My Paw Paw patch

Discussion in 'Outdoor Gardening in the Pacific Northwest' started by soccerdad, Apr 1, 2012.

  1. soccerdad

    soccerdad Active Member 10 Years

    Messages:
    432
    Likes Received:
    12
    Location:
    Vancouver, BC, Dunbar area
    I need to transplant a Paw Paw (Asamina triloba). I read everywhere that they have a virtual tap root and so are hard to transplant but that in any event they must, unlike most plants, be transplanted in the spring after their dormant period has come to an end.

    Mine has buds about .5' long. The temperature here in Vancouver is now reaching about 5 c at night; although it can fall lower it is very unlikely to freeze again. Is there anyone who can say if this is or is not the right time to transplant it?
     
  2. Tree Nut

    Tree Nut Active Member

    Messages:
    262
    Likes Received:
    0
    Location:
    PNW
    I can't really comment for sure on whether this is the best time to transplant or not, but can't think of a better time than spring to transplant. The size of the tree matters as well, as smaller always transplant better. How are you going to transplant, hand dig or tree spade? The less trauma to the tree (less damage to the roots) the better. If it is reasonably small I don't think you will have problems.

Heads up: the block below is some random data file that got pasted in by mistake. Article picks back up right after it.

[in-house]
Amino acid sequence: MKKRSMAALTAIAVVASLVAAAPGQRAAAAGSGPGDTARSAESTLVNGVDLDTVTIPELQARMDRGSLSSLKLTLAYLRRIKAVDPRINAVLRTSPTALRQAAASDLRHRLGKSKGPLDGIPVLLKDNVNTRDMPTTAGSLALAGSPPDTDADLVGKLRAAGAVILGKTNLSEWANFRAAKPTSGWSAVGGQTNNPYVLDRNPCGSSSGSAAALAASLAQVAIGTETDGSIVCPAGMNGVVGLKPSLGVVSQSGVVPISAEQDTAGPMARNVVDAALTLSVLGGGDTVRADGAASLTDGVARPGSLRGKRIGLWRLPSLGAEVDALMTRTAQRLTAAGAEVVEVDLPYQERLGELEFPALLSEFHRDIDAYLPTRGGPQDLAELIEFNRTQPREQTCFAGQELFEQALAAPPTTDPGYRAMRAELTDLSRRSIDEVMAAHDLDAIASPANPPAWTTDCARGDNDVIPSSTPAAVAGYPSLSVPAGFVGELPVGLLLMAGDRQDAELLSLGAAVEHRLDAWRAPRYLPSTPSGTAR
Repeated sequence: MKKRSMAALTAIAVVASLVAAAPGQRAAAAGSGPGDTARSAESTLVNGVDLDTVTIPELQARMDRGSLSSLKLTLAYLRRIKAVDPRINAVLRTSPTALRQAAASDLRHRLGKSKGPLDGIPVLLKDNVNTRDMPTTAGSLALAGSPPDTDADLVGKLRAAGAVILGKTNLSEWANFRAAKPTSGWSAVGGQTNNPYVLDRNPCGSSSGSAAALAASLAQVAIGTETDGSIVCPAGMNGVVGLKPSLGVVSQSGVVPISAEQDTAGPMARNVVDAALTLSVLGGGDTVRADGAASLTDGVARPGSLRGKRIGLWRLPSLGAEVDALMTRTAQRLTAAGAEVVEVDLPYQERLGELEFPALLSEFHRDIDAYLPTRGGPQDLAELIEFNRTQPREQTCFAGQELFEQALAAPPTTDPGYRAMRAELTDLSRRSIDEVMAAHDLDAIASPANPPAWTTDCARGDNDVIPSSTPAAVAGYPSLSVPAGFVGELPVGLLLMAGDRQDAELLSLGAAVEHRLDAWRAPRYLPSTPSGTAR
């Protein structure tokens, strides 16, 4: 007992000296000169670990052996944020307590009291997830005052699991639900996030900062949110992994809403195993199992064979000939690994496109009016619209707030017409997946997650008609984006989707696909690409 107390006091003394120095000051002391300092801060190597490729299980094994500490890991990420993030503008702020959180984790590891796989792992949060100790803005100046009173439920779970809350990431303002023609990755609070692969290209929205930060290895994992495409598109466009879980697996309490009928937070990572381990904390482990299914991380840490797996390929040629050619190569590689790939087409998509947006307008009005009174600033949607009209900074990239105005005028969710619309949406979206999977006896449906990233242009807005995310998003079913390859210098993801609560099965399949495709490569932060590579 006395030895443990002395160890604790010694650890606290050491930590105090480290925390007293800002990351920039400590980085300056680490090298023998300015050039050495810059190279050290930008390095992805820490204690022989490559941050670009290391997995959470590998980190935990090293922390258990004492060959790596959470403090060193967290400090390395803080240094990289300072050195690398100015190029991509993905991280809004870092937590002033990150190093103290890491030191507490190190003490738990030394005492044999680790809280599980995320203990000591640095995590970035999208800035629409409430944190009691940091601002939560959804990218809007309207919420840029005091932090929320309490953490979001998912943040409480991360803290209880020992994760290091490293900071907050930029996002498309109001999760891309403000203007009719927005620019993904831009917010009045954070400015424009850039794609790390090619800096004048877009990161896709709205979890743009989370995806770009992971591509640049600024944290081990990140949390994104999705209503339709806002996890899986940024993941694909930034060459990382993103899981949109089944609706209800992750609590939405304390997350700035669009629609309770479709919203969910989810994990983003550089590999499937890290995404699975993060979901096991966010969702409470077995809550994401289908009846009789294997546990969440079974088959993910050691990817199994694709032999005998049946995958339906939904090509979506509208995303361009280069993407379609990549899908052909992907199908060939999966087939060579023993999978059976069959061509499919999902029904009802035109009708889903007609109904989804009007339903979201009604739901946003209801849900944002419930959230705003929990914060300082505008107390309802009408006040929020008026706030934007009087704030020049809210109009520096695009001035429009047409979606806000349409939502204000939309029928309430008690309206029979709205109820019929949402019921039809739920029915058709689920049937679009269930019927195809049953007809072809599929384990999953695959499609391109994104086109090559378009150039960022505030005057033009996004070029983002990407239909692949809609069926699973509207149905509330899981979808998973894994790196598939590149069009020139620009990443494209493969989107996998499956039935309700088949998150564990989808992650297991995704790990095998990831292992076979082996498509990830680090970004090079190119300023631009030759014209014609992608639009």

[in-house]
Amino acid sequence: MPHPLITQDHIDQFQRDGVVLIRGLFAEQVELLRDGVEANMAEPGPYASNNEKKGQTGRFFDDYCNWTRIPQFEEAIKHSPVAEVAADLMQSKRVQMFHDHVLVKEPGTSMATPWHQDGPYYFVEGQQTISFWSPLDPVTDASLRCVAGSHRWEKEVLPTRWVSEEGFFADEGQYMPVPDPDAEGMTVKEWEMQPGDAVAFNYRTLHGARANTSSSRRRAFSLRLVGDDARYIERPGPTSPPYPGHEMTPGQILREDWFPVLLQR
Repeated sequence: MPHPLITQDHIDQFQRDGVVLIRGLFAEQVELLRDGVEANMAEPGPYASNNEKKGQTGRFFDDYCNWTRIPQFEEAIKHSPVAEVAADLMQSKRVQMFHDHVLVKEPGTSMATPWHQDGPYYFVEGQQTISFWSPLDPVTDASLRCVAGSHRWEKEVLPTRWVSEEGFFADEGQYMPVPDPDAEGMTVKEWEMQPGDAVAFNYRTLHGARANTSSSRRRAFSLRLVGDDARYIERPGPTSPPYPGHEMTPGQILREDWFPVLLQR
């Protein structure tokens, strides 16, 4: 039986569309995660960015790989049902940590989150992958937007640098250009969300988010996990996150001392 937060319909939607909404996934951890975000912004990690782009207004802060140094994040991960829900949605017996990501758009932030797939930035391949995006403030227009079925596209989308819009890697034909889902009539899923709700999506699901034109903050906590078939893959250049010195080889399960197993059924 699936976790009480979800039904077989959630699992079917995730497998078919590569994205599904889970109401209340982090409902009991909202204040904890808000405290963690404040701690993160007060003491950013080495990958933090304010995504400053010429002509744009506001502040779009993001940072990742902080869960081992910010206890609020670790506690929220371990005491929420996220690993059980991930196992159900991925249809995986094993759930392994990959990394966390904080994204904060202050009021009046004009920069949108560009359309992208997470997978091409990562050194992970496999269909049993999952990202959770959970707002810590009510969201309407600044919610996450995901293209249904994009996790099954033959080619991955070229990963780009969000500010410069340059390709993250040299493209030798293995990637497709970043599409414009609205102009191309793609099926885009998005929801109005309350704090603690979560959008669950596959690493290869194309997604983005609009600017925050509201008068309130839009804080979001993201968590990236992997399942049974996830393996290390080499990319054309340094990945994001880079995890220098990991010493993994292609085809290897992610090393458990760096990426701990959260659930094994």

What I'd really like to know is how old your trees are, how big they are, and whether they have borne fruit yet or not. I have 6 year old paw paws that are chest high, but haven't borne fruit yet. Any luck with yours?
     
  3. soccerdad

    soccerdad Active Member 10 Years

    Messages:
    432
    Likes Received:
    12
    Location:
    Vancouver, BC, Dunbar area
    I will dig by hand. The tree is only chest height.

    It is about 4 years old. Last year it had blossoms but no fruit. I need another in the vicinity for pollination and although I have two others neither is big enough yet to blossom.
     
  4. Poetry to Burn

    Poetry to Burn Active Member

    Messages:
    829
    Likes Received:
    1
    Location:
    Philadelphia PA
    I don't have any transplanting experience. I have the cult 'Sunflower' which is supposedly self fertile. It is to a degree. But when another flowering plant is nearby the fruiting increases exponentially.

    So...when those younguns are mature enough to flower there will be fruit!

    I had a another cult growing near the 'Sunflower'. It flowered for 2 seasons and for 2 seasons I had amazing fruit. Then it died back to rootstock. So now, like you, I'm waiting for the species plant to flower. Without cross pollination the cultivar only hatches about 4-5 fruit from a 15-20 foot tree.
     

Share This Page